Schools across the Mahurangi area will re-evaluate their outdoor education programmes this year in light of new legislation, which takes effect on April 4.
The new Health and Safety at Work Act (HSWA) is part of a reform package aimed at reducing the number of serious work-related injuries and deaths in New Zealand by at least 25 per cent by 2020.
While there is agreement on the intent of the Act, educators are concerned at the impacts it could have on school sports, camps and other outdoor activities.
If accidents happen, the responsibility will fall squarely on the shoulders of the principals who could face fines of up to $600,000 or five years imprisonment, which they can’t insure themselves against.
Principals Federation president Denise Torrey is quoted as saying that teachers should be safe from punishment if they follow good procedures. But she said the mere possibility of stiff penalties could have a chilling effect.
“There are a whole list of things that could be potentially curtailed because people become risk-averse. And that’s a risk – that we become so risk-averse that we wrap our children and our staff in cotton wool and they can’t do anything.”
Other educators have called for more clarity about the law changes, while others are concerned about the extra administration that will be involved.
Mahurangi College principal David Macleod says outdoor education is too important to be abandoned, but admits the new legislation is “scary”.
“We’re already very, very thorough in our Risk Analysis Management Systems (RAMS),” he says. “Staff always do a full reconnaissance site visit prior to a camp and every precaution is taken to identify any potential risk. But it is very difficult to mitigate against all risk – the very nature of these outdoor experiences is about taking risks. The legislation just adds another dimension of worry for the school.”
Mr Macleod said a Year 9 camp at the end of last year gave the school a taste of the liability worries that are ahead.
During an overnight hike, a student became ill from an infected scratch and the teachers in charge set-off an emergency beacon. A helicopter was dispatched and the student spent a couple of days in Tauranga Hospital recovering. Mr Macleod says because the school party was out of phone range, he was not advised of what the problem was until the emergency services rang back.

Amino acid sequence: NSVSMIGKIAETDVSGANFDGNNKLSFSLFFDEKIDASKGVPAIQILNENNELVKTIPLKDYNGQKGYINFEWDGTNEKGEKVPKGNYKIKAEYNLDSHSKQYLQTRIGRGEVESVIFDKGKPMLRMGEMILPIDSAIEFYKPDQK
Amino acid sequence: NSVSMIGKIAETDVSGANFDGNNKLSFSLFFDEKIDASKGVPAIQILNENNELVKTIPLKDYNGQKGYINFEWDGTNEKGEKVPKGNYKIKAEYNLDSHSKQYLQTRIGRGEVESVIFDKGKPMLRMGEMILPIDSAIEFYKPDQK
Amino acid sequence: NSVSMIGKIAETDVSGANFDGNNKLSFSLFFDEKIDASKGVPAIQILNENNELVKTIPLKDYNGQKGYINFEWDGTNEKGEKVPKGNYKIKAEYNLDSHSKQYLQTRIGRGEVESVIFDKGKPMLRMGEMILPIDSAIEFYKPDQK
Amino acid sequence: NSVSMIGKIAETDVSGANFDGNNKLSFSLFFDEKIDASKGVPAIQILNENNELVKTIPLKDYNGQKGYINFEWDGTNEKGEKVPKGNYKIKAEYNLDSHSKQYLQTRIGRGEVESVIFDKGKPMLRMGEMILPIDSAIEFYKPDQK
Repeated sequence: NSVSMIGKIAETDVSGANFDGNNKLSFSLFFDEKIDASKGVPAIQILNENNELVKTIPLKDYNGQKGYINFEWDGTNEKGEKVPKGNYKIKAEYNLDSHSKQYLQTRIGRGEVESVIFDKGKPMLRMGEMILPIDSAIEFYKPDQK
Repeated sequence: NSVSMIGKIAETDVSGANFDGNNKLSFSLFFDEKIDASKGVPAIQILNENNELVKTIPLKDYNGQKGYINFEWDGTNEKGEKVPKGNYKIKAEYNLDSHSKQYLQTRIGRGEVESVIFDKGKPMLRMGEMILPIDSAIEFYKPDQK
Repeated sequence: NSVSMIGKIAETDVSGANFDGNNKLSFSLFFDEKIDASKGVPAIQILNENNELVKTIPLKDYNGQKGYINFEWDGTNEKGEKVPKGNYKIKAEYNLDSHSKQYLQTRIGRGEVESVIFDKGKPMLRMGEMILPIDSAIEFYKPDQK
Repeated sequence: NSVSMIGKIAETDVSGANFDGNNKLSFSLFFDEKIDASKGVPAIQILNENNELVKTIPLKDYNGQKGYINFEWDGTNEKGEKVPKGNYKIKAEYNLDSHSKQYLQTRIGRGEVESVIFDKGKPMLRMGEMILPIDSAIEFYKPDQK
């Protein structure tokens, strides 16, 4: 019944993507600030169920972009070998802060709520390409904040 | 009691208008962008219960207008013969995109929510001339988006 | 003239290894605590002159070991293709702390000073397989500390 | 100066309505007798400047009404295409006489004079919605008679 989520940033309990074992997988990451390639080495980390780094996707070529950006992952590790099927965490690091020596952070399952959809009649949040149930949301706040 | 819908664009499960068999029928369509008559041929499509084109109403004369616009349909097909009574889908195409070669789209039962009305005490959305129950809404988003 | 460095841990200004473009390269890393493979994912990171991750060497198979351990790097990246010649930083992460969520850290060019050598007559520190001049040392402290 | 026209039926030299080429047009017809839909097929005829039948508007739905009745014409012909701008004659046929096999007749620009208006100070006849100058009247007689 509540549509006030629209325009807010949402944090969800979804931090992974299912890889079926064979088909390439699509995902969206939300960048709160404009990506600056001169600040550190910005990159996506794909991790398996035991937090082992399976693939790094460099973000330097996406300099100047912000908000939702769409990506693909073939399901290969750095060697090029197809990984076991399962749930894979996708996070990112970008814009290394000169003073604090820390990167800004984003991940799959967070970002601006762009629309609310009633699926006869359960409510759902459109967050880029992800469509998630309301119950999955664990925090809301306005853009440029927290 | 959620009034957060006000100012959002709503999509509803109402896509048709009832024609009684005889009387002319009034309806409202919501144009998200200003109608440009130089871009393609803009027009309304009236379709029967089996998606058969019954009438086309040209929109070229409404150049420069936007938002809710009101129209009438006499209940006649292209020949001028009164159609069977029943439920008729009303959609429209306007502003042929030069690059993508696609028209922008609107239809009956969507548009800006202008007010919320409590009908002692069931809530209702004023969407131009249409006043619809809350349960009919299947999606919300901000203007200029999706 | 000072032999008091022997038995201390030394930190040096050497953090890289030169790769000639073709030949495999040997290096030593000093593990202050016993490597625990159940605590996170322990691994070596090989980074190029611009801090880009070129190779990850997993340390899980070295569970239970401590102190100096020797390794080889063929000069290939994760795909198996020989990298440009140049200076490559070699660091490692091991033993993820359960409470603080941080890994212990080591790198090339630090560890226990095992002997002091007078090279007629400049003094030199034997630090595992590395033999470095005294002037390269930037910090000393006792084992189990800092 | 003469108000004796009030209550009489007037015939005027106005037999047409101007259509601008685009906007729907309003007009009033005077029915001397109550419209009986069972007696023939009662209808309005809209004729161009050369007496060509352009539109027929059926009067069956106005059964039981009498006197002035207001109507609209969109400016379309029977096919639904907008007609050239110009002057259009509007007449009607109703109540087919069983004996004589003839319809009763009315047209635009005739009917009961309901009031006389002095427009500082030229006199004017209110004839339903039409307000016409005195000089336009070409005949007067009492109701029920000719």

“This could have been a really bad scenario. If it was deemed that we had not taken adequate precautions, then under the new Act we would have been liable.”
Mr Macleod says he has no intention of curtailing outdoor education at this stage.
“We’re a NZ school raising Kiwi kids, and this is part of a Kiwi education. We run camps for Years 7, 8 and 9, and a five-day Year 13 camp on Great Barrier Island, as well as offering it as a subject for seniors. It’s extremely beneficial and we will do all we can to retain it.
“But, there will always be accidents and if the law comes down hard on principals, then it could spell the end of outdoor education in schools.”
Wellsford School principal David Bradley says it’s a pity that schools are being treated like businesses, as if they are profit-based and trying to cut corners to save money.
“Schools are about giving children life experiences with a measured amount of risk, which is managed as carefully as possible. But, accidents do happen and is it fair to hold the principal personally responsible?”
Mr Bradley says in some ways the legislation may make schools safer, in terms of liability, simply because they will do fewer things that involve risk.
“But it won’t make children safer. If you climb a tree and fall out, then you learn not to go higher than you have the competence to manage. Without that sort of experience in a controlled environment, the resulting accident could be worse because the kids have under-estimated the risk. We’re trying to wrap the kids in cotton wool, but it’s not in their long-term best interests.
“We have a bike track at school and we’re building a BMX track, and we’re deliberately putting in hills and bumps – under this new legislation I question whether we will be able to keep it.”
Mr Bradley says at a recent Combined Principals meeting, the feeling was that schools would do less and less outside the classroom because principals and Boards of Trustees wouldn’t want to carry the risk.
“Trips away and camps are a traditional part of a Kiwi education, but this looks set to change. Even if you think of athletics – the kids are throwing javelins, shot puts and discus, and jumping into sandpits. What happens if something goes wrong and should the school be held responsible?”